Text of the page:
comment: BUT WHAT IF THE PARENTS ARE STRESSED OUT
THEMSELVES BY THE AFTERMATH OF ROAD TRAFFIC CONGESTION & ROAD
TRAFFIC NOISE, AIR POLLUTION, AIRCRAFT NOISE: E.G. ASTHMA,
SLEEP DEPRIVATION, TENSION, DEPRESSION, WORRIED SICK ABOUT THEIR
CHILDREN'S HEALTH AND EDUCATION??? OUR LEADERS ARE
CHANTING A NEW MANTRA. THEY ARE SAYING: LET'S NOT
BLAME OURSELVES WHO ARE CAUSING THE PROBLEMS, LET'S PUT THE GUILT
ON THE VICTIMS WE ARE CREATING, I.E. THE PARENTS, OR EVEN THE
CHILDREN ........ AFTER ALL, THIS BLAME-THE-VICTIM-TREND IS
THE LATEST FAD IN THE USA........IT'S ALL THE RAGE IN THE BIG END
Friday May 21 5:50 PM ET
Good parenting is antidote to urban stress
NEW YORK, May 21 (Reuters Health) -- Good parenting -- including nurturing, discipline, and high expectations -- helps poor children overcome many traumatic events that can plague inner-city youngsters, according to researchers in Rochester, New York.
Inner-city children whose parents do not have good parenting skills are more likely to be derailed by stressful events in their environment, and consequently to be poorly adjusted and at risk for failure in school and life, psychologist Peter Wyman and colleagues from the University of Rochester report in the May/June issue of Child Development.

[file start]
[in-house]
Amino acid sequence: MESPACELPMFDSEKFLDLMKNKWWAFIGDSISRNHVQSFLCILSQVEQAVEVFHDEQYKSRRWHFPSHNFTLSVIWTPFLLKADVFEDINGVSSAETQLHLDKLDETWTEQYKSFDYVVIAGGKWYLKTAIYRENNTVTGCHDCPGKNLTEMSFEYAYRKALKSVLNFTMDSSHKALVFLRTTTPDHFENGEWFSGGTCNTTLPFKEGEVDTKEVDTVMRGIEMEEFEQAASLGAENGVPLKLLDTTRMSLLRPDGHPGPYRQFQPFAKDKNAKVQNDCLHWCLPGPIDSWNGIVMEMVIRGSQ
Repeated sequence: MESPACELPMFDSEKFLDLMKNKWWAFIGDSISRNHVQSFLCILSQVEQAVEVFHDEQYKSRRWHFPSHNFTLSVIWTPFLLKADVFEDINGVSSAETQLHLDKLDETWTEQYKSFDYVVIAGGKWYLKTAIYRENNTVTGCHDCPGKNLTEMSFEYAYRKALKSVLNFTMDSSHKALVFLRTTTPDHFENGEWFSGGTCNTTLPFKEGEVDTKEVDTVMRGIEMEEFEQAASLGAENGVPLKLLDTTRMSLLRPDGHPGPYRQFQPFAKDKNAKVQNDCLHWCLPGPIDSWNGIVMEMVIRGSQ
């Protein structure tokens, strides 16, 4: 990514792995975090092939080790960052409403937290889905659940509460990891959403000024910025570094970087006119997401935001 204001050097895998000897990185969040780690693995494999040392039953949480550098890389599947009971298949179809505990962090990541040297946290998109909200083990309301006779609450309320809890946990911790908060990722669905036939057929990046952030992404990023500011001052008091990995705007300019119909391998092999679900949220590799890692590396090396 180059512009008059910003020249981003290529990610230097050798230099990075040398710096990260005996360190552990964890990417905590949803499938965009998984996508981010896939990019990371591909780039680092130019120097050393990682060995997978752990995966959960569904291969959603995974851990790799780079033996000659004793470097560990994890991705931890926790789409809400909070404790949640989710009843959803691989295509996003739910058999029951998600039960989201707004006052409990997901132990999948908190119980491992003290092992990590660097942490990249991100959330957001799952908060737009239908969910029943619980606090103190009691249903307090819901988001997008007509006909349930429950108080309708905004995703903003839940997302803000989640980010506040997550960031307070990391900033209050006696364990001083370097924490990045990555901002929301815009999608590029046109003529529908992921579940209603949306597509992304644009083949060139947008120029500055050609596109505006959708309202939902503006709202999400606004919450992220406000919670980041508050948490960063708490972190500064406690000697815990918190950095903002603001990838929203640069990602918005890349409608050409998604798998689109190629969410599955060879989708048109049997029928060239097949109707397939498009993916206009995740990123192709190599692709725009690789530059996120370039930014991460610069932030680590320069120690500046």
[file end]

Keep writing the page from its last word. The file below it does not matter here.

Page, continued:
In the study, Wyman and colleagues evaluated 122 children, aged 7 to 9, from 11 urban schools. Based on questionnaires completed by their parents and teachers, 69 were classified as ''resilient'' or well-adjusted, while 53 were judged poorly adjusted.
The two groups were similar in terms of poverty (about half the children's families had annual incomes under $15,000), and exposure to stressful events such as neighborhood violence, family turmoil, family separation, and death or illness of a family member.
The researchers found that the quality of parenting was the most sensitive predictor of a child's ``resiliency.''
``Parents of resilient, compared to maladjusted, children reported more nuturant involvement with their children in the preschool and school-age periods, greater discipline consistency and use of more authoritative discipline practices, and more positive expectations for their children's futures,'' Wyman and colleagues write.
The investigators also found that children whose temperament was considered ``easy'' and whose parents were in good mental health also were more resilient than youngsters who were considered difficult or whose parents' mental health was poor.
Surprisingly, parents with good parenting skills did not always come from happy homes. ``The present findings suggest that some parents can develop an orientation toward responsive caregiving, and a close, nurturant relationship with their children...even after having experienced abuse or neglect in their own childhood,'' the researchers write.
They suggest that future studies should focus on ``how a parent, under conditions of major adversity, creates and maintains a responsive caregiving environment.''
SOURCE: Child Development 1999;70:645-659.
last update 24 Oct 1999
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